It was a beautiful sunny afternoon on Wednesday this week when my husband and I visited Claydon House in the north-west of Buckinghamshire. The National Trust doesn’t allow you to take photographs inside the house, so my photos are just of the outside.
It was a most enjoyable visit. We weren’t quite the only people going round the house, but, except for the room stewards, we were the only people in the rooms as we toured the house. Although it belongs to the National Trust, most of the contents of the house still belong to the Verney family. Sir Edmund Verney, who inherited the baronetcy in 2001, lives in the east wing with his family. I’ve heard that Lady Mary Verney, the widow of Sir Ralph (who died in 2001), is a concert pianist and although she is now in her mid 80s, she still gives concerts and takes her own piano with her. Apparently she’s known in the nearby village as a bit of a madcap driver and one day last summer she was giving a recital at Claydon House and arriving late she drove up to the house, spinning the car round in the car park, making the gravel fly as she pulled up. As we left the grounds an elderly lady drove in and politely waited for us to go out, as the drive is only wide enough for one car – we’d like to think it was Lady Verney, but, of course, it could have been another visitor.
One of the most interesting rooms is Miss Nightingale’s bedroom. Florence Nightingale was Sir Harry Verney’s sister-in-law and often stayed at Claydon House between 1857 and 1890. Sir Harry had first asked Florence to marry him but she declined and he married her older sister Parthenope (they’re named after the places they were born – Parthenope, being the Greek name for Naples. That’s like the Beckhams calling their son Brooklyn – I wonder if that’s where they got the idea? Somehow I don’t think so, but you never know!)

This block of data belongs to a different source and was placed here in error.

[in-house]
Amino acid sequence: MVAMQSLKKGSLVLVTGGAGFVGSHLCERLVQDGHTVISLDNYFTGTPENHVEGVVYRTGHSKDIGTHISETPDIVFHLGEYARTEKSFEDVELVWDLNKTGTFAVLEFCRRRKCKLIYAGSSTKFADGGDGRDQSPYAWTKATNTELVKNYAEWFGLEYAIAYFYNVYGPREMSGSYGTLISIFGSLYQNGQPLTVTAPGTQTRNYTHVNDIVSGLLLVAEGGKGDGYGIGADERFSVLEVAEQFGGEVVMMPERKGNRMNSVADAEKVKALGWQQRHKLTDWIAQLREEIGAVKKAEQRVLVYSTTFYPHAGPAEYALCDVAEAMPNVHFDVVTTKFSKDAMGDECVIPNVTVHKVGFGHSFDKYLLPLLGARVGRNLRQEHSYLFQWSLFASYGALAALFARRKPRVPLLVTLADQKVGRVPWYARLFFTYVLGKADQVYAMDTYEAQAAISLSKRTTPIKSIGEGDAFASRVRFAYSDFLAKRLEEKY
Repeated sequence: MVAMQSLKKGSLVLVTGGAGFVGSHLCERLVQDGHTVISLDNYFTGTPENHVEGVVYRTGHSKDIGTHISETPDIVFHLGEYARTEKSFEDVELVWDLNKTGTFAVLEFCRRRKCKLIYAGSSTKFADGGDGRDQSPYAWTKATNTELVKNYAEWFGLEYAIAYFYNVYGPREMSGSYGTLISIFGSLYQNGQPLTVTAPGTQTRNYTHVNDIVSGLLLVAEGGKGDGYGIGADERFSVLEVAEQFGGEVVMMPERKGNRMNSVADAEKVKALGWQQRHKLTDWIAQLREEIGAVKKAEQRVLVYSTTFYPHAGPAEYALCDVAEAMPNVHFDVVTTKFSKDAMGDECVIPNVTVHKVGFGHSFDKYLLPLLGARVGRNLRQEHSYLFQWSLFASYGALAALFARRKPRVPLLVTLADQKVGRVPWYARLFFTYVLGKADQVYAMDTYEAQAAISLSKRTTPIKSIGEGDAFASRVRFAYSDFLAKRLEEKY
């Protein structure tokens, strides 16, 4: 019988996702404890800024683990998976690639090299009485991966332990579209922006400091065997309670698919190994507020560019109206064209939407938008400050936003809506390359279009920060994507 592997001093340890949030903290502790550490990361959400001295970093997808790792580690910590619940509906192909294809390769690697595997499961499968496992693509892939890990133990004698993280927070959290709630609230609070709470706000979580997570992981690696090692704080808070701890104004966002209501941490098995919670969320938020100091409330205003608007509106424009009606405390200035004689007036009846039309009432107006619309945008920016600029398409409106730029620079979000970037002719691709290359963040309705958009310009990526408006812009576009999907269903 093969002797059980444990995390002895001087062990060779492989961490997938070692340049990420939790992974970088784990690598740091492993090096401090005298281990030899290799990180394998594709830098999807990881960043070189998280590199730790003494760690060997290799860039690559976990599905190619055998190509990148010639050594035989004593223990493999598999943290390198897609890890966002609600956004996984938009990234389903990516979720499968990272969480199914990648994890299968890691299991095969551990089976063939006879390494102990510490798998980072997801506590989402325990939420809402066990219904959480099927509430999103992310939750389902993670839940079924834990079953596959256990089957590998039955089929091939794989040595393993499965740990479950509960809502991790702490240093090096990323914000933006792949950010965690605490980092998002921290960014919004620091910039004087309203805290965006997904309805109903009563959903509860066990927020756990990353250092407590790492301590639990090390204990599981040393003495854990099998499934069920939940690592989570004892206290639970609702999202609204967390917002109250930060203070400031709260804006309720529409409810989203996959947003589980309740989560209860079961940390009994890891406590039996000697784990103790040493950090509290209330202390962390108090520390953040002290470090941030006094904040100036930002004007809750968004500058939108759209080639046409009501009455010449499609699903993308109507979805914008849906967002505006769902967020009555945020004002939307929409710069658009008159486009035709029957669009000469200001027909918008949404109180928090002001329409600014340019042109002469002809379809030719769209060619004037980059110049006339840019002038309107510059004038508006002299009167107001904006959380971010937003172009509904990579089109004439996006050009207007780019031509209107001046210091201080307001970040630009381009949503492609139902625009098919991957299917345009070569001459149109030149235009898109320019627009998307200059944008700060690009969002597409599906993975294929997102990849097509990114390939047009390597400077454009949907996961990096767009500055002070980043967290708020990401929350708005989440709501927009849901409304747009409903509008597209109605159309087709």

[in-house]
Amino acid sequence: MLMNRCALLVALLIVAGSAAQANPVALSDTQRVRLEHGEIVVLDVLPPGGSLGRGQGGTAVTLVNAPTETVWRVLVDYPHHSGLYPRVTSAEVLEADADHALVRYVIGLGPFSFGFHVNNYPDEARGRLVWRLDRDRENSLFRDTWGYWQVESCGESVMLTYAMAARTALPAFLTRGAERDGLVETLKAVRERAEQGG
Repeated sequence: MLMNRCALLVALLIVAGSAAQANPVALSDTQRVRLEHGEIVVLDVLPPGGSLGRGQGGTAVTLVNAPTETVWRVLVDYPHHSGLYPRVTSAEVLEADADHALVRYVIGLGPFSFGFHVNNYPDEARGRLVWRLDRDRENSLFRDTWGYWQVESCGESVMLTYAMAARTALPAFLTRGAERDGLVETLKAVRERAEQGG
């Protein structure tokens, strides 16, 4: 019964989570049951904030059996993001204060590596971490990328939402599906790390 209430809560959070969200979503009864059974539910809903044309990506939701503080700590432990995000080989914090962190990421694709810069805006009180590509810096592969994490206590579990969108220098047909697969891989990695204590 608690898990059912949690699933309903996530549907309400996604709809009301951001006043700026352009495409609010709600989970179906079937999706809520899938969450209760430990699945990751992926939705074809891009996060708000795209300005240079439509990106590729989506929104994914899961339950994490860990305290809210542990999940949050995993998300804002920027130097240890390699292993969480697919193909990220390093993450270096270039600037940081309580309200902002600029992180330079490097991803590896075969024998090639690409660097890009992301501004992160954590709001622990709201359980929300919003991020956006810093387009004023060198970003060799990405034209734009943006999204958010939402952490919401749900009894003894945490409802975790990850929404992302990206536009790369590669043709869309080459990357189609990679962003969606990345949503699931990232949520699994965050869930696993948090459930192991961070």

Florence Nightingale slept in this room, but the furniture is not necessarily the furniture she used, although it is furniture that was found in the house. It’s very unlikely that the four-poster bed is the one she slept in, as she wouldn’t have thought it was hygienic – the dust would collect in the fabric and the curtains wouldn’t have allowed the air to circulate. Sir Harry was devoted to Florence and as he championed her cause in Parliament, he was known as the ’Member for Miss Nightingale’, rather than the Member for North Bucks.
Before seeing Florence’s bedroom you pass through the Museum. This is a fascinating room, chock full of objects that the Verney family collected and placed there in 1893. I love such old fashioned museums as this is, with artefacts displayed in glass cabinets and labelled in spidery handwriting – the Pitt Rivers Museum in Oxford is the most interesting museum I know (another post some day maybe). The Verney Museum displays amongst other items, tribal artefacts from British Columbia collected in the 1860s, masks, native clubs and other weapons; British army uniforms and the Colours of the 14th Regiment of Foot, carried at the Battle of Waterloo. There are also some of Florence Nightingale’s personal items, including her little, travel communion set and a lock of her hair – a rather striking, brown chestnut colour. Taking up centre stage in the room is the gamelon, an orchestra of gongs and other instruments used in religious ceremonies from Java.